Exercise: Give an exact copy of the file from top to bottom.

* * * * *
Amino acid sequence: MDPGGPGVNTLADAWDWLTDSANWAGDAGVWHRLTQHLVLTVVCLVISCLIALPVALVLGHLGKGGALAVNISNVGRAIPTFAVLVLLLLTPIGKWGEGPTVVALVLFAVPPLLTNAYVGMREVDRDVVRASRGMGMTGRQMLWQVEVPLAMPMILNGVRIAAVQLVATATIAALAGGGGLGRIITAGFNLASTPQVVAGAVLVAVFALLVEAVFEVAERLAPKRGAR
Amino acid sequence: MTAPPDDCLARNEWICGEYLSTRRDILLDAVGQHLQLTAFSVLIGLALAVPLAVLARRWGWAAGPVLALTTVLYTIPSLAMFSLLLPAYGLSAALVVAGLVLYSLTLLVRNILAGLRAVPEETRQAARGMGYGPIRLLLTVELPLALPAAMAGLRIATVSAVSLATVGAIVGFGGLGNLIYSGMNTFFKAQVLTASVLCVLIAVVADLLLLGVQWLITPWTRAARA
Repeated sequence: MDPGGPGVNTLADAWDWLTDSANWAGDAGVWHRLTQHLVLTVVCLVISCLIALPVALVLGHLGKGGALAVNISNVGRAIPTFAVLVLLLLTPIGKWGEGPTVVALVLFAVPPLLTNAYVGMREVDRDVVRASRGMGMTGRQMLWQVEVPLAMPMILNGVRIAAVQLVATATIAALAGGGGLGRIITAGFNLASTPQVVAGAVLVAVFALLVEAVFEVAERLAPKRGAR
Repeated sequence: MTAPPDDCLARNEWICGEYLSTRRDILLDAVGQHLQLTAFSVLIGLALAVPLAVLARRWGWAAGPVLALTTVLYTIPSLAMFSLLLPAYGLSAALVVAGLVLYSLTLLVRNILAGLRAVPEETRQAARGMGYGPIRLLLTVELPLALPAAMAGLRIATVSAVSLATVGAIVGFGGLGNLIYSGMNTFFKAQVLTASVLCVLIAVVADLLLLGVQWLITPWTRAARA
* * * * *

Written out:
Amino acid sequence: MDPGGPGVNTLADAWDWLTDSANWAGDAGVWHRLTQHLVLTVVCLVISCLIALPVALVLGHLGKGGALAVNISNVGRAIPTFAVLVLLLLTPIGKWGEGPTVVALVLFAVPPLLTNAYVGMREVDRDVVRASRGMGMTGRQMLWQVEVPLAMPMILNGVRIAAVQLVATATIAALAGGGGLGRIITAGFNLASTPQVVAGAVLVAVFALLVEAVFEVAERLAPKRGAR
Amino acid sequence: MTAPPDDCLARNEWICGEYLSTRRDILLDAVGQHLQLTAFSVLIGLALAVPLAVLARRWGWAAGPVLALTTVLYTIPSLAMFSLLLPAYGLSAALVVAGLVLYSLTLLVRNILAGLRAVPEETRQAARGMGYGPIRLLLTVELPLALPAAMAGLRIATVSAVSLATVGAIVGFGGLGNLIYSGMNTFFKAQVLTASVLCVLIAVVADLLLLGVQWLITPWTRAARA
Repeated sequence: MDPGGPGVNTLADAWDWLTDSANWAGDAGVWHRLTQHLVLTVVCLVISCLIALPVALVLGHLGKGGALAVNISNVGRAIPTFAVLVLLLLTPIGKWGEGPTVVALVLFAVPPLLTNAYVGMREVDRDVVRASRGMGMTGRQMLWQVEVPLAMPMILNGVRIAAVQLVATATIAALAGGGGLGRIITAGFNLASTPQVVAGAVLVAVFALLVEAVFEVAERLAPKRGAR
Repeated sequence: MTAPPDDCLARNEWICGEYLSTRRDILLDAVGQHLQLTAFSVLIGLALAVPLAVLARRWGWAAGPVLALTTVLYTIPSLAMFSLLLPAYGLSAALVVAGLVLYSLTLLVRNILAGLRAVPEETRQAARGMGYGPIRLLLTVELPLALPAAMAGLRIATVSAVSLATVGAIVGFGGLGNLIYSGMNTFFKAQVLTASVLCVLIAVVADLLLLGVQWLITPWTRAARA